How much does the UK tax high earners compared to the rest of Europe?
With the race to be the next prime minister heating up, the main battleground between the two candidates has been tax cuts.
In the wake of the COVID pandemic and cost-of-living crisis, the UK's tax burden - how much money the government makes from tax as a percentage of GDP - is predicted to rise to its highest levels since the 1940s.
It is currently estimated to be around 34.4% - up from 33.1% last year - and is predicted to rise to 36.3% in 2025/26.
The last time it was that high was during the first Labour government under Clement Attlee, when the country was still reeling from the impact of the Second World War as well as developing the welfare state and the NHS.
The rise is being driven by the increase in corporation tax from 19% to 25% and the 1.25% rise in National Insurance.
This has not sat well with many Conservatives, who often want to lower taxes rather than increase them.
As part of his Tory leadership campaign, Rishi Sunak has pledged to cut VAT on energy bills to help with the cost of living crisis but wants to maintain the current tax rises for the immediate future.
Liz Truss, on the other hand, has promised to reverse all of the recent tax hikes and has alluded to making further (uncosted) cuts quickly after coming into office if she should win the race to No 10.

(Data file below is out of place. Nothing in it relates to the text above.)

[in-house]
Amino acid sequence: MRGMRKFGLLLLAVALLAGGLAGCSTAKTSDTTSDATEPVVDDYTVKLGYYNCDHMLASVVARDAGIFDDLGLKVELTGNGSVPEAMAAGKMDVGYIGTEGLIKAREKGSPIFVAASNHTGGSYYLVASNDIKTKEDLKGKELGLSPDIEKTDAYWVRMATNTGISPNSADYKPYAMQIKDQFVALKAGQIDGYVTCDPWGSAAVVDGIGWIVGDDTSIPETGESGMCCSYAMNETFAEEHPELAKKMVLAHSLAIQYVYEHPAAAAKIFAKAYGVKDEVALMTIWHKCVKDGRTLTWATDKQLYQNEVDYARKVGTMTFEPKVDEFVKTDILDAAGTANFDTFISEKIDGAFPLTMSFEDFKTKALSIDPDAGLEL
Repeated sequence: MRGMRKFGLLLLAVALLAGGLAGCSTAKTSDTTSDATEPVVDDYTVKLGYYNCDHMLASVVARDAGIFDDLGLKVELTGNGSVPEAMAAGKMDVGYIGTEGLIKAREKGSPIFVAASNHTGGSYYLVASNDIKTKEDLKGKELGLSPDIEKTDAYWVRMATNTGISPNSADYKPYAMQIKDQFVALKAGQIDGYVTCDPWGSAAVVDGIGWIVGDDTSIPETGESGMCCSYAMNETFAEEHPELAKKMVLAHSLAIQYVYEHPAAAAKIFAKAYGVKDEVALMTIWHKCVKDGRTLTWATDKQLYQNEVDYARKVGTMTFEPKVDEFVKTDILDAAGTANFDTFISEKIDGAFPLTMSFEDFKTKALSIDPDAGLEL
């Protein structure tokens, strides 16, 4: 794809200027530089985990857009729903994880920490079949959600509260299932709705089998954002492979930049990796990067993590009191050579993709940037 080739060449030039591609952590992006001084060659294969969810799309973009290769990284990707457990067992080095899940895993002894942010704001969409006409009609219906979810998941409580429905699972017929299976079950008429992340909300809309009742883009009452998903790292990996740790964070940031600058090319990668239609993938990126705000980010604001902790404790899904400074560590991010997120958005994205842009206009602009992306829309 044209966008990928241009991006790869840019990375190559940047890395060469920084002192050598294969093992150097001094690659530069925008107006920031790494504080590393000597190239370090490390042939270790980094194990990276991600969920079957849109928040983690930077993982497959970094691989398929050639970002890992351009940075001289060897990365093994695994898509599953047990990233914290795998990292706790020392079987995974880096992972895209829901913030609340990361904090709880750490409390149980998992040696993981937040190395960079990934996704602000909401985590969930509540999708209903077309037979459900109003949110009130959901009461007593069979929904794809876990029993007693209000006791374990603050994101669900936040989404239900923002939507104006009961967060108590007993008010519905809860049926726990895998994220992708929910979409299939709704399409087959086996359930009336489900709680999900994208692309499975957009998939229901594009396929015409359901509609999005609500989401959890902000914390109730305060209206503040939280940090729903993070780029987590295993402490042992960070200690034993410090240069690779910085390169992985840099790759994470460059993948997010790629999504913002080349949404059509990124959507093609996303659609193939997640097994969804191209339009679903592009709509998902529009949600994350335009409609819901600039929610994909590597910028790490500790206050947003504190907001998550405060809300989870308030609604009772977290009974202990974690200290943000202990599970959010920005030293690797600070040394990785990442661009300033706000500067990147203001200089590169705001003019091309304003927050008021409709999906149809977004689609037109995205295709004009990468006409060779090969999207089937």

How much are the highest earners taxed on their incomes?
As chancellor, Sunak pledged to cut the basic rate of income tax by one percentage point to 19 per cent in 2024.
However, even if that goes ahead, his decision to freeze the income tax personal allowance (the amount you can earn before you are taxed) and the threshold for entering the higher tax bracket, has led to a record number of people paying higher rates.
Overall the tax burden in the UK is not as high as in other European nations - it's 46% in Denmark and 45% in.
But how much are the highest earners taxed on their incomes?
Out of all major European nations, the UK has only the 17th highest top income bracket at 45%.
Most nations vary between 45% and 55% for their highest tax bracket, with Denmark having the highest at 55.89%.
The lowest in Europe is Hungary, at just 15%.
Out of Europe's biggest economies, France's is 55.4%, Germany's 47.5%, Spain's 54% and Italy's is 47.2%.
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The issue of tax cuts is likely to remain at the top of agenda in the UK for some time to come. However, the Resolution Foundation thinktank warns that the current debate "ignores the underlying realities: taxes will be going up under either candidate".
It added: "The backdrop here is a complex and largely indefensible approach to raising personal taxes between this year and the middle of this decade, only one aspect of which Liz Truss proposes to reverse. More focus on how taxes are actually being raised, rather than just how much candidates would like to cut them, is badly needed."